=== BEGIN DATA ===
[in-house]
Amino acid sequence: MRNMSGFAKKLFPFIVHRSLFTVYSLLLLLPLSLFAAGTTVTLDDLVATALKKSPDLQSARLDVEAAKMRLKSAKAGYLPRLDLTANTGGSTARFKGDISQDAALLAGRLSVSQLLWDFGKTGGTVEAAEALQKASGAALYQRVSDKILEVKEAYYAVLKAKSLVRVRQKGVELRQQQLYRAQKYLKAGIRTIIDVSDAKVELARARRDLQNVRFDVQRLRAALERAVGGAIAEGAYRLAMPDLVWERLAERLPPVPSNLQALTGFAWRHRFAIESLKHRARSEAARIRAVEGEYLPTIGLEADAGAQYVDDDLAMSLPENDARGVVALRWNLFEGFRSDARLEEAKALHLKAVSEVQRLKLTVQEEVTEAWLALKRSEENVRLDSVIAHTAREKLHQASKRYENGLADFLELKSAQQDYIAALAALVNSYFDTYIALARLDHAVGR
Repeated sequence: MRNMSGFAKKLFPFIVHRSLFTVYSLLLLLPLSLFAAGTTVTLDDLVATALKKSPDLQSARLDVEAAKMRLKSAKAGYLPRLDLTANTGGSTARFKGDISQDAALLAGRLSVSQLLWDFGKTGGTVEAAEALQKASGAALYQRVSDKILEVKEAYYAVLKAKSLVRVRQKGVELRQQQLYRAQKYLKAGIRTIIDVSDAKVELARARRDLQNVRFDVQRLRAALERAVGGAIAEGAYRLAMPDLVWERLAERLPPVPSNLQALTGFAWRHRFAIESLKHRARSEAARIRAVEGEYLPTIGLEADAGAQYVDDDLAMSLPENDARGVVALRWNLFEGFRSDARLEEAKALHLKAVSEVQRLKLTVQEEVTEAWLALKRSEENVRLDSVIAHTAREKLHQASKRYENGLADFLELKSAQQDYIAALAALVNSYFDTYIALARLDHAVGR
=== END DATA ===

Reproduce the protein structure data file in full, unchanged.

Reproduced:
[in-house]
Amino acid sequence: MRNMSGFAKKLFPFIVHRSLFTVYSLLLLLPLSLFAAGTTVTLDDLVATALKKSPDLQSARLDVEAAKMRLKSAKAGYLPRLDLTANTGGSTARFKGDISQDAALLAGRLSVSQLLWDFGKTGGTVEAAEALQKASGAALYQRVSDKILEVKEAYYAVLKAKSLVRVRQKGVELRQQQLYRAQKYLKAGIRTIIDVSDAKVELARARRDLQNVRFDVQRLRAALERAVGGAIAEGAYRLAMPDLVWERLAERLPPVPSNLQALTGFAWRHRFAIESLKHRARSEAARIRAVEGEYLPTIGLEADAGAQYVDDDLAMSLPENDARGVVALRWNLFEGFRSDARLEEAKALHLKAVSEVQRLKLTVQEEVTEAWLALKRSEENVRLDSVIAHTAREKLHQASKRYENGLADFLELKSAQQDYIAALAALVNSYFDTYIALARLDHAVGR
Repeated sequence: MRNMSGFAKKLFPFIVHRSLFTVYSLLLLLPLSLFAAGTTVTLDDLVATALKKSPDLQSARLDVEAAKMRLKSAKAGYLPRLDLTANTGGSTARFKGDISQDAALLAGRLSVSQLLWDFGKTGGTVEAAEALQKASGAALYQRVSDKILEVKEAYYAVLKAKSLVRVRQKGVELRQQQLYRAQKYLKAGIRTIIDVSDAKVELARARRDLQNVRFDVQRLRAALERAVGGAIAEGAYRLAMPDLVWERLAERLPPVPSNLQALTGFAWRHRFAIESLKHRARSEAARIRAVEGEYLPTIGLEADAGAQYVDDDLAMSLPENDARGVVALRWNLFEGFRSDARLEEAKALHLKAVSEVQRLKLTVQEEVTEAWLALKRSEENVRLDSVIAHTAREKLHQASKRYENGLADFLELKSAQQDYIAALAALVNSYFDTYIALARLDHAVGR